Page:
Zhuge Jin served as a member of Lü Meng’s force. For his efforts during the campaign, he was enfeoffed as a Marquis. After Lü Meng’s death later that year, Zhuge Jin took his place as Grand Administrator of Nan commandery.[34]

Several years later, in 221, Liu Bei decided to attack Sun Quan. He cited Guan Yu’s death as justification.[35] Sun Quan was reluctant to fight, so he sent various officials to seek peace with Liu Bei.[36] By this point, Zhuge Jin had been given the title General Who Soothes the South [suinan jiangjun][37]. On his own initiative, he sent a letter to Liu Bei explaining that Cao Pi – who had succeeded Cao Cao in the north - was a far greater enemy to Liu Bei. He urged Liu Bei to accept Sun Quan’s offers of peace. Liu Bei ignored this letter.[38]

Some in Sun Quan’s court heard that Zhuge Jin had sent a letter to Liu Bei and they said that he was seeking to defect to Liu Bei. Sun Quan ignored these rumors, citing his long and close friendship with Zhuge Jin.[39]

In 222, Liu Bei fought with Sun Quan’s forces and was defeated.[40] Later in 222, Cao Pi – now Emperor of Wei - ordered many of his generals to attack Sun Quan. Zhuge Jin was made General of the Left [zuo jiangjun] and ordered to hold Nanjun along with Pan Zhang and Yang Can.[41] Early in 223, Cao Zhen advanced to besiege Jiangling.[42] Zhuge Jin, Pan Zhang, an Yang Can were sent to relieve the position.[43] Zhuge Jin and the Wei general Xiahou Shang camped on opposite sides of the Yangzi river. Zhuge Jin advanced to occupy an island between their two camps. However, Xiahou Shang anticipated this and launched a night raid against Zhuge Jin’s position, setting fire to Zhuge Jin’s boats and attacking his camp. Zhuge Jin was soundly defeated and fled.[44] Fortunately for Sun Quan’s army, Cao Pi ordered his army to retreat due to a plague in the region before taking the major cities of the region.[45]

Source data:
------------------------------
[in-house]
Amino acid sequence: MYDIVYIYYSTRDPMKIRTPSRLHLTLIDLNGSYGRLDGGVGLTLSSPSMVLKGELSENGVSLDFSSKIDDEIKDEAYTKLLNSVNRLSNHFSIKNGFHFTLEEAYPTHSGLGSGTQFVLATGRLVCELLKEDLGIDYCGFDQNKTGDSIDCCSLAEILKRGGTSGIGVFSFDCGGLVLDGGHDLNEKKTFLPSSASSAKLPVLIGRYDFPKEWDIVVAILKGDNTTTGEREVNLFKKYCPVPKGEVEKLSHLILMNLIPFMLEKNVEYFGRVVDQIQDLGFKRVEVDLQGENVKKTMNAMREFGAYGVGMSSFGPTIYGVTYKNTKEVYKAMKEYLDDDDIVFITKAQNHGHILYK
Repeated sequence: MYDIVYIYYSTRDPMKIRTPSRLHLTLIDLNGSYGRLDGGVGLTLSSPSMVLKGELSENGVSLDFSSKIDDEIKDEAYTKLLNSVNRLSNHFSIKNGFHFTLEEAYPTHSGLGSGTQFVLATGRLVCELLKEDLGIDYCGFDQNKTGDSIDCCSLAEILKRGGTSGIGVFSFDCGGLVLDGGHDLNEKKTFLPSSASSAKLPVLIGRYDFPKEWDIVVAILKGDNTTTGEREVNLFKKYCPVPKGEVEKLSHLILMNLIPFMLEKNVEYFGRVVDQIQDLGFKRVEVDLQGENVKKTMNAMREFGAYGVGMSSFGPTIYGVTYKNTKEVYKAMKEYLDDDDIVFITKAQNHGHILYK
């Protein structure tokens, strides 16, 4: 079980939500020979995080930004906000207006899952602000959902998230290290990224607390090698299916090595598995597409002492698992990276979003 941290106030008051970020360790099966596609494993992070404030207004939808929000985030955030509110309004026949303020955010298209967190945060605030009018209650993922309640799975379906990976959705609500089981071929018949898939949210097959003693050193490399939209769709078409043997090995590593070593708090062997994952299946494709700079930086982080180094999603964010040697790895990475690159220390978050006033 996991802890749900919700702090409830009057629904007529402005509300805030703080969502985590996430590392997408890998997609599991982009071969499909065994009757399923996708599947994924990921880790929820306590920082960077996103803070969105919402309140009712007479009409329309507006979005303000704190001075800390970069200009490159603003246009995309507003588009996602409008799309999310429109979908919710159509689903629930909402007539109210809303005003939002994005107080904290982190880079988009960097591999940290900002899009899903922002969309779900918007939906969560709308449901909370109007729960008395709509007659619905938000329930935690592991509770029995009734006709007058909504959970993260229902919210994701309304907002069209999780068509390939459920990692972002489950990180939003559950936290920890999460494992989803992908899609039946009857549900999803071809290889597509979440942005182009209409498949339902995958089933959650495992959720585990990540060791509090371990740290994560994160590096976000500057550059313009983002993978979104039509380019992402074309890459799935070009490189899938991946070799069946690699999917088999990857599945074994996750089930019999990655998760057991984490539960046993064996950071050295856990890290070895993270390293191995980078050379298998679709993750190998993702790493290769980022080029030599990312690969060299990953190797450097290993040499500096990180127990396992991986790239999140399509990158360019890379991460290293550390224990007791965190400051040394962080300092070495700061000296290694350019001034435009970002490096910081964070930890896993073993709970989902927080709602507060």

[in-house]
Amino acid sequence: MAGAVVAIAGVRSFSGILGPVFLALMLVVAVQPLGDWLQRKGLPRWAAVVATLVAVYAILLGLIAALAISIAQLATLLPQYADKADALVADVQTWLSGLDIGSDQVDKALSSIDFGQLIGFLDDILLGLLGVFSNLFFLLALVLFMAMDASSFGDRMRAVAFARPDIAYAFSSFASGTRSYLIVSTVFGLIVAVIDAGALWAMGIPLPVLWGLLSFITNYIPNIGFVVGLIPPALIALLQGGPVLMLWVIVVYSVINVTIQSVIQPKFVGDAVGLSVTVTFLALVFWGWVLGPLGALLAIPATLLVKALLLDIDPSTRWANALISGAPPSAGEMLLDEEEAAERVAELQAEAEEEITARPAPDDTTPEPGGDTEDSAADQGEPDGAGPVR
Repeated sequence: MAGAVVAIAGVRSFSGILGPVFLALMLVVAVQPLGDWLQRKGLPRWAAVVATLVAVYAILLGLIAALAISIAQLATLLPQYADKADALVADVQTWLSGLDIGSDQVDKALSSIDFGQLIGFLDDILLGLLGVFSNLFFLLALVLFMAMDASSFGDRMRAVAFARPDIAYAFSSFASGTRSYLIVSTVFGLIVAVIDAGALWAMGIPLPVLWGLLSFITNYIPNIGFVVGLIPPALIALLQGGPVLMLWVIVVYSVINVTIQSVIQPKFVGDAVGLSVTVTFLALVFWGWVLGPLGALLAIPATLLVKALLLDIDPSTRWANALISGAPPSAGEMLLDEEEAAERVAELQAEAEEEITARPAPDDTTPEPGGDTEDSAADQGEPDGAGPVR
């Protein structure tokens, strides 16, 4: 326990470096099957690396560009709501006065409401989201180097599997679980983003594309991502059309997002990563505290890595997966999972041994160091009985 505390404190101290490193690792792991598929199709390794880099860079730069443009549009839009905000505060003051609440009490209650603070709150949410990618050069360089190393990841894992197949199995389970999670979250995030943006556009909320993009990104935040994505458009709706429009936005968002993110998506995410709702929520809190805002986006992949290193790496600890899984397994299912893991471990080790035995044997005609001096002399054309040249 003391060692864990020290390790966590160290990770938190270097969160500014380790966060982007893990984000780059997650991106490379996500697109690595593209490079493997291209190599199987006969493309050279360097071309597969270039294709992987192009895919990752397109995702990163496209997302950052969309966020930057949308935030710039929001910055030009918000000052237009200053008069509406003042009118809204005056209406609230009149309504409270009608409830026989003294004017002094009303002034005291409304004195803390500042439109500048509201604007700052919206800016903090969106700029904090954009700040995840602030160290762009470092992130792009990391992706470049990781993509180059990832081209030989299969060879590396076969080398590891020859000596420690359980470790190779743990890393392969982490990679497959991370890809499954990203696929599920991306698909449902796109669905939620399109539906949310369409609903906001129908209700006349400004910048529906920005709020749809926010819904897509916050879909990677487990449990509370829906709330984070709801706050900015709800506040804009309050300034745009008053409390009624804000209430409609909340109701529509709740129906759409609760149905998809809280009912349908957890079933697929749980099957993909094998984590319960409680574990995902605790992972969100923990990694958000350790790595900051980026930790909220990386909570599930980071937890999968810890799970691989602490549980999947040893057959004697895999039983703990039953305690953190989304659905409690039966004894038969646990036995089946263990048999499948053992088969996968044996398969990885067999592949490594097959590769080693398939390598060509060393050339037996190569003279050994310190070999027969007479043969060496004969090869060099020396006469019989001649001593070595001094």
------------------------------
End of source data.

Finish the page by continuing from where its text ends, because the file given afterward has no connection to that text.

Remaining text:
In 226, Sun Quan attacked Wei. In the eighth month of that year (Sept 10 - Oct. 8), he personally attacked Jiangxia, though he could not take the commandery from Wei’s general Wen Pin.[46] Meanwhile, he sent Zhuge Jin to attack Xiangyang. [47] Initially, the defense of the city was under the command of Xu Huang, however he left his command due to illness.[48] Sima Yi replaced Xu Huang and defended Xiangyang. He defeated Zhuge Jin and killed one of his subordinate generals, Zhang Ba.[49]

Later that year, Sun Quan decided to revise the legal code of his state. He authorized Zhuge Jin and Lu Xun to modify anything in the new code that they found unsatisfactory.[50]

In 229, Sun Quan declared himself Emperor of Wu.[51] At this time, Zhuge Jin was made Grand General [da jiangjun] and Governor of Yu province.[52] Zhuge Jin was also given the title Protectorate of the Left [zuo duhu].[53]

At this time, Sun Deng was made Crown Prince of Wu. He sent a letter to Bu Zhi, asking with whom he should associate himself. Bu Zhi gave him the names of eleven people of great talent, and he listed Zhuge Jin first among them.

In the fifth month (June 15 - July 13) of 234, Sun Quan made another campaign against Wei. While he personally led an army against Hefei, Sun Quan sent Zhuge Jin and Lu Xun to attack Xiangyang.[54] Sun Quan’s attack against Hefei failed and the campaign fell apart.[55]